Quantification of multiple sources of uncertainty in hydrologic and climate modelling
Date of Issue2016-09-28
School of Civil and Environmental Engineering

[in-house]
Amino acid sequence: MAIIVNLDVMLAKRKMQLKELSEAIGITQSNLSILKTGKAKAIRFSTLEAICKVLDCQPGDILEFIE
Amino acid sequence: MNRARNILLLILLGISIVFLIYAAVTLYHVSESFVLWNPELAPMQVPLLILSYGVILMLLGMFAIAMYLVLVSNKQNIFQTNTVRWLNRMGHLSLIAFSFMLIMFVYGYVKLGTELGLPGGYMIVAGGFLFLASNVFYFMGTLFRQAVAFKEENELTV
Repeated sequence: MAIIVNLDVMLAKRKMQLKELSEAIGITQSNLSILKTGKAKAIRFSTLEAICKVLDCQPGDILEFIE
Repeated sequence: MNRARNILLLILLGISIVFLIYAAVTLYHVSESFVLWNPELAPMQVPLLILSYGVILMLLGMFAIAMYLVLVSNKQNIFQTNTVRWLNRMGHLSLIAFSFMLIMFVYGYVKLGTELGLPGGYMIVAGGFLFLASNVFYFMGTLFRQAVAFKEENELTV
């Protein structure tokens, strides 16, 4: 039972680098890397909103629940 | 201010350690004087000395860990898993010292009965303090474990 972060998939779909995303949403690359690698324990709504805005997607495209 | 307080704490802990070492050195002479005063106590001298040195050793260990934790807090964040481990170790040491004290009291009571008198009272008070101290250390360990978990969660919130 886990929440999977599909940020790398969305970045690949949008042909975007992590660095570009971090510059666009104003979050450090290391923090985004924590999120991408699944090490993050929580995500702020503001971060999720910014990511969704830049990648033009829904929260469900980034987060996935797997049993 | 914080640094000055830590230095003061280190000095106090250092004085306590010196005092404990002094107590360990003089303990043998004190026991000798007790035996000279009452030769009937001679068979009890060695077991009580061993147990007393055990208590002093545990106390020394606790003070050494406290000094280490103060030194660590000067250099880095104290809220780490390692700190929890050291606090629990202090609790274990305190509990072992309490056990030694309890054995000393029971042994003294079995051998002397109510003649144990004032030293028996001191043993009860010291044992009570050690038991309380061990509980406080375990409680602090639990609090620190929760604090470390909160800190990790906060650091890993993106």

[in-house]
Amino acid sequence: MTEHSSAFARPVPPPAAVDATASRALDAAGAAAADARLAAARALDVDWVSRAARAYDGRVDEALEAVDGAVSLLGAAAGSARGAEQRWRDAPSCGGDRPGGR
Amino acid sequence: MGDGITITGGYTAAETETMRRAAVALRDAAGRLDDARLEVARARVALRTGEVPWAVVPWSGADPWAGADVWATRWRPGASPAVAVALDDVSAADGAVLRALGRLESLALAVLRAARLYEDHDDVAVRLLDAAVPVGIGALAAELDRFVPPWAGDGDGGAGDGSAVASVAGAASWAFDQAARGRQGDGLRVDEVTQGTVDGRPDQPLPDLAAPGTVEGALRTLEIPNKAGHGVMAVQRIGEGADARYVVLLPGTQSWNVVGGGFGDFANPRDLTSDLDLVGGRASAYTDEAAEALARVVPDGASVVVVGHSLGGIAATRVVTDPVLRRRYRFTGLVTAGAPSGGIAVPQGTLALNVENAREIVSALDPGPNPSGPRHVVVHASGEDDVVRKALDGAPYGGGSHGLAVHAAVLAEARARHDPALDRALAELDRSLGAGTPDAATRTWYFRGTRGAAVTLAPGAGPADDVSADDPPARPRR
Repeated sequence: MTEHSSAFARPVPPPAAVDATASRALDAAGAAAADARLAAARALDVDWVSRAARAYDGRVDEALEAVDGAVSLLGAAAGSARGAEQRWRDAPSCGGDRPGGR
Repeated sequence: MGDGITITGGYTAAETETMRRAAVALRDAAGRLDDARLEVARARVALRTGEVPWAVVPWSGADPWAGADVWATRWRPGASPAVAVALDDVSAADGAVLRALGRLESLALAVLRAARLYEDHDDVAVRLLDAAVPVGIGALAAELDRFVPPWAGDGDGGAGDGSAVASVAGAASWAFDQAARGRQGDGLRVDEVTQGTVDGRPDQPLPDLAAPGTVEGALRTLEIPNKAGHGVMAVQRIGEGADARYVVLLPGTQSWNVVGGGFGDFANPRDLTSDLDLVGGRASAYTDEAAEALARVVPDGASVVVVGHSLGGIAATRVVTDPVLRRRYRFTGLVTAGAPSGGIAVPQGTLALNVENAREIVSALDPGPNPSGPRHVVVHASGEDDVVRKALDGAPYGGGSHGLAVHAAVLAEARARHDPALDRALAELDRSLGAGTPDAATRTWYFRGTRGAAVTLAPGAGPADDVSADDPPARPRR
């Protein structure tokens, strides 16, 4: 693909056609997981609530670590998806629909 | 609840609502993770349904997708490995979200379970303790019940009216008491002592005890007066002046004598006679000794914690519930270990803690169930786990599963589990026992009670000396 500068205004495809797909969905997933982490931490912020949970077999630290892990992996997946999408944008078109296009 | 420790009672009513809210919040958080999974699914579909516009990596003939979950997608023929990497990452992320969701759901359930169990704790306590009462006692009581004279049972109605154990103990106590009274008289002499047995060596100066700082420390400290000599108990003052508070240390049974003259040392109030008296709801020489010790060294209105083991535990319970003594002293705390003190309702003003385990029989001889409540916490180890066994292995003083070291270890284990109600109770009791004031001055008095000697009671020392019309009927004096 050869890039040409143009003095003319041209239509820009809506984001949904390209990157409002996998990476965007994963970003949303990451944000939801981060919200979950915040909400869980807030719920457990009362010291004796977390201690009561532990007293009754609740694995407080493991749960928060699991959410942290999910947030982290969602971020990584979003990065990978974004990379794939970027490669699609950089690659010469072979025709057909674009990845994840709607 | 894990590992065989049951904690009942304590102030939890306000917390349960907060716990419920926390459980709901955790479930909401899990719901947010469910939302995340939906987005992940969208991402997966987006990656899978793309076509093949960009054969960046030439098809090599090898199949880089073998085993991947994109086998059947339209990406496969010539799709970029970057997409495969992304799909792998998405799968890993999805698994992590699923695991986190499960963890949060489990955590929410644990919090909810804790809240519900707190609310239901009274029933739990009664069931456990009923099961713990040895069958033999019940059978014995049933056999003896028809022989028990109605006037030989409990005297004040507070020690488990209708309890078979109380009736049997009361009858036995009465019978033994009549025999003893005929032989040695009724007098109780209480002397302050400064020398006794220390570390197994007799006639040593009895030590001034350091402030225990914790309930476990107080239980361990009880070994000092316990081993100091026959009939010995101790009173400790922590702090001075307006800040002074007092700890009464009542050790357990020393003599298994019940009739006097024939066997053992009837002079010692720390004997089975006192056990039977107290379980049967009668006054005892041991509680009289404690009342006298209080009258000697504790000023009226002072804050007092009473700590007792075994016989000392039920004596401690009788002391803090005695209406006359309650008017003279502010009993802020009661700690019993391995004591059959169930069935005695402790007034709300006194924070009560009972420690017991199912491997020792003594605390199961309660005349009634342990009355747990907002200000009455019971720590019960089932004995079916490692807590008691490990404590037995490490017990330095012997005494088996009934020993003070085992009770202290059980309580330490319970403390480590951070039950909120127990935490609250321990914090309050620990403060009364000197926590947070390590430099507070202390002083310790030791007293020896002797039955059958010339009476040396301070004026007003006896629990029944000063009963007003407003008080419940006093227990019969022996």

Frameworks incorporating hydro-meteorologic and climate models are applied to examine potential impacts of climate change for the future time periods. The importance of analyzing these frameworks is underscored by different sources of uncertainty that contribute to the variability observed in the models’ simulations. The sources of uncertainty addressed in this thesis are the parametric, model, scenario, and the downscaling uncertainty. Incorporating robust methodologies, the uncertainty propagated by the hydrologic and climate models are analyzed. The SLURP hydrologic model is subject to a robust and modified parametric uncertainty analysis methodology. Different types of meteorological models are analyzed for their ability to simulate precipitation for a multi-site tropical location utilizing spatial, statistical, frequency and extreme value criteria. An integrated climate change impact analysis framework incorporating hydro-meteorologic models and a climate change weather generator is utilized to examine the scenario uncertainty. Finally, the downscaling uncertainty is analyzed by instrumenting different downscaling approaches.